I wonder what the other couples in the room are thinking. What is Joe thinking about? He seems intent on getting something out of today. That's good. Or maybe he's concentrating on not dozing off.

As for me, I started writing as soon as we sat down. This is great. I'm running out of pages to write on and I've only been sitting here for two hours. I'm picturing different scenarios in my head on why these people are here, what their relationships are like--are all of them happily engaged? Am I the only one thinking about these things. From time to time, I hear something interesting from the speakers and they manage to get my attention.

"Why do you want to get married in the Church?" I look up. The husband asked the room this question. Nobody wants to be put on the spot like this, but a brave woman raised her hand and announced that it was because she wanted Jesus Christ to be a part of their marriage--every day of their lives. I look around me and I can't read any of these faces. And I'm thinking, that's ridiculous. First of all, I doubt if you're always going to be aware of Jesus. And second of all, I don't know if I buy into that. That's technically another man that you want to be a part of your marriage. If it was any other guy you were fantasizing about, this would've been cause for emotional infidelity. But because it's Jesus, it's okay. There are a lot of reasons why people want to marry in a Catholic Church. But from what I am learning today, faith and the holy trinity did not even make it to the top ten reasons couples get married in the Catholic Church. According to statistics, "40% to 50% of Catholic marriages are between a Catholic and a non-Catholic; regional averages may be higher or lower." The top three reasons people choose to marry in a Catholic Church are as follows:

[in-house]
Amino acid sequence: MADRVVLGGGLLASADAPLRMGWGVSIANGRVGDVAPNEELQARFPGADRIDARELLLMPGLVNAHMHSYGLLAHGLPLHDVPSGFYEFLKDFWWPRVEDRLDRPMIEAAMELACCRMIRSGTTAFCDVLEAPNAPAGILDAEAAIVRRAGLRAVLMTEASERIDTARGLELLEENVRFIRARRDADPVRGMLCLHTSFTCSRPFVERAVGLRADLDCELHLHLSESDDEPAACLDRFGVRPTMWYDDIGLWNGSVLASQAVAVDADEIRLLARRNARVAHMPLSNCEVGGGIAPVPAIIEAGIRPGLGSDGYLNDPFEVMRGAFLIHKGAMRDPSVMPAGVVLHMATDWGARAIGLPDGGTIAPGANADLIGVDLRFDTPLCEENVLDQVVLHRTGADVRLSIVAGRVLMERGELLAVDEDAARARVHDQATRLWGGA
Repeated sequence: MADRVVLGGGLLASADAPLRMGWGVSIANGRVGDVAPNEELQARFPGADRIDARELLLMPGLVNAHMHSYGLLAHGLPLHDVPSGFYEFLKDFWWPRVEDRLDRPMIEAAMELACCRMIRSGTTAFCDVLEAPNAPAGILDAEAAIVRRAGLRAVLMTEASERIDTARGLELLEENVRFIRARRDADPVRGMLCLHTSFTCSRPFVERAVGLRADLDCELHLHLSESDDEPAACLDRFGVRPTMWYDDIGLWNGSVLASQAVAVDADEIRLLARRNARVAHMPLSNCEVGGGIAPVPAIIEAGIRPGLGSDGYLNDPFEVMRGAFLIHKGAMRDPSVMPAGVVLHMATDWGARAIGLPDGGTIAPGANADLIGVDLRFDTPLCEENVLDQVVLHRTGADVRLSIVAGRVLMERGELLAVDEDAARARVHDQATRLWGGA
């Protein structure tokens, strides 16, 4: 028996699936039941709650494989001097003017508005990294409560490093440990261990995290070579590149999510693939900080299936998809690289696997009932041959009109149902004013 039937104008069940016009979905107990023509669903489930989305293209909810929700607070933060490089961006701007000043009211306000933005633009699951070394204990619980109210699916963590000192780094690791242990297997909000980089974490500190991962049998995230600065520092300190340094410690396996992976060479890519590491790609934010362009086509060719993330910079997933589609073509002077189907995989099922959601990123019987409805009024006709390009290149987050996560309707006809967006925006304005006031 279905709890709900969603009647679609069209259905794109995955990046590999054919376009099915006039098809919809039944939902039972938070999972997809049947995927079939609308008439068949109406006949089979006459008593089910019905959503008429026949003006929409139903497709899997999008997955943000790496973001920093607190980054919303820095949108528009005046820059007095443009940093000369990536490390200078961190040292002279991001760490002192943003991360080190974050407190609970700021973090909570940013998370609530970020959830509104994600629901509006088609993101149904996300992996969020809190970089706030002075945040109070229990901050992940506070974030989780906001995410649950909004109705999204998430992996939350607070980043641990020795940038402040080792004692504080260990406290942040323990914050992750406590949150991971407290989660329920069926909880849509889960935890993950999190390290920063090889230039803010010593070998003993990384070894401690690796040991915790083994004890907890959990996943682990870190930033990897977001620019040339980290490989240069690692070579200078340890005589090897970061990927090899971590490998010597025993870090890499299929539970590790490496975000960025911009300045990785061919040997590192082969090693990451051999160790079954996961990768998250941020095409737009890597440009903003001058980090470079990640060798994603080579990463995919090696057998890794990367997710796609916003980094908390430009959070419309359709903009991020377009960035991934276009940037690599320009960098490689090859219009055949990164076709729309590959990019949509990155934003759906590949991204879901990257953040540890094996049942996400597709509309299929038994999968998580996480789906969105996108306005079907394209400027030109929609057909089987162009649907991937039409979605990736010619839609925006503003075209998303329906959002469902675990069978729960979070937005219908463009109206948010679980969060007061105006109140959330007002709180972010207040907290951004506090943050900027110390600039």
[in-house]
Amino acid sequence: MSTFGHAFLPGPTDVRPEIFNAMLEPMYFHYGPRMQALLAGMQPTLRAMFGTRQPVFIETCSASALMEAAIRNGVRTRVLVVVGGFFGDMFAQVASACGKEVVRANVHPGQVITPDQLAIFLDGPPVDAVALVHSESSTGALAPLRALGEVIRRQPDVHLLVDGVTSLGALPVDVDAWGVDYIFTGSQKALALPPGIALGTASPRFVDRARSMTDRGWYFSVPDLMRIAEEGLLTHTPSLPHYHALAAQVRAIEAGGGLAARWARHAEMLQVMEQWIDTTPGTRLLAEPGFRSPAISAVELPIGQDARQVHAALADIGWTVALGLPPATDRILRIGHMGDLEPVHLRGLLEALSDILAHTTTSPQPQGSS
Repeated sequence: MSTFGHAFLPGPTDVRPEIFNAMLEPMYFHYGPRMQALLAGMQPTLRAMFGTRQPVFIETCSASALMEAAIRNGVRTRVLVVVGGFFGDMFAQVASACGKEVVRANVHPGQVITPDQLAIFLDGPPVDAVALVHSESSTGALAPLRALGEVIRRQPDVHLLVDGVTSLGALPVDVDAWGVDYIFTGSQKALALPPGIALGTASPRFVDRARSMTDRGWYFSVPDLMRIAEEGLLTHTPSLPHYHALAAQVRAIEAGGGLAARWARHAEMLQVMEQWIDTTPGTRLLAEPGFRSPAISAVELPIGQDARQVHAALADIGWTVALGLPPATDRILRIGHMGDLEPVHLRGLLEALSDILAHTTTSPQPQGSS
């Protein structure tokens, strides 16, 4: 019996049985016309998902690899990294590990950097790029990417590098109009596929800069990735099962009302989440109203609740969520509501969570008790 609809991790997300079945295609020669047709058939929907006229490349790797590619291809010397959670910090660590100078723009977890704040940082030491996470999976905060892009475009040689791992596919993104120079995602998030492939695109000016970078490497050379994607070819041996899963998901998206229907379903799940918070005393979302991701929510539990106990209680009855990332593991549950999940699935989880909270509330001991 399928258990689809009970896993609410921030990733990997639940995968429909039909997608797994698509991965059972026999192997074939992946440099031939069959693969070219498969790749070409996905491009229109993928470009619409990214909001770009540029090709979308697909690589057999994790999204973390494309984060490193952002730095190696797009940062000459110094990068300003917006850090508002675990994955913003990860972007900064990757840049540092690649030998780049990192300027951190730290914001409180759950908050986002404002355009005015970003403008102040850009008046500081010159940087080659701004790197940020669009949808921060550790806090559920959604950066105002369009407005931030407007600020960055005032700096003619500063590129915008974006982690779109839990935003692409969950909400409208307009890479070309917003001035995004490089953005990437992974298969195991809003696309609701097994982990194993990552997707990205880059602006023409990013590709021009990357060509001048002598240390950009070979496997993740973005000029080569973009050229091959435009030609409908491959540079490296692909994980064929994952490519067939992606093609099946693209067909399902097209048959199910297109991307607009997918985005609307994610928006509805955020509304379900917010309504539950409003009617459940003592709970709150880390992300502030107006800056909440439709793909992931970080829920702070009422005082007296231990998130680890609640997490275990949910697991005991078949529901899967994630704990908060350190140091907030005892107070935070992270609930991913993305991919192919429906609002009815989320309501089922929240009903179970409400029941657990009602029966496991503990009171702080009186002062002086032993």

1. It's a nice tradition.
2. My parents want me to.
3. My partner wants to get married in a Church.

I peeked at Joe's answer and his reason is #3. I knew that. As for me, I wanted this because even though I am not religious, I believe certain things are sacred. Marriage happens to be one of them. I just don't think anyone should mess around with, "I promise to be true to you in good times and in bad, in sickness and in health. I will love you and honor you all the days of my life... for better, for worse...until death do us part." 

These words are almost humanly impossible to follow through if you think about the length of time you're gonna have to do it! I have no doubt that Joe and I will be very happy. However, the consistency of keeping that promise, like everything else that counts, will be a challenge. And I'd like to be able to pull the "help me god" card whenever I need to. Fifty to sixty years is a very long time to be with someone every day of your waking life and I'm not about to pretend that every day is going to be peachy. So if I have to call on a miracle one day, why not?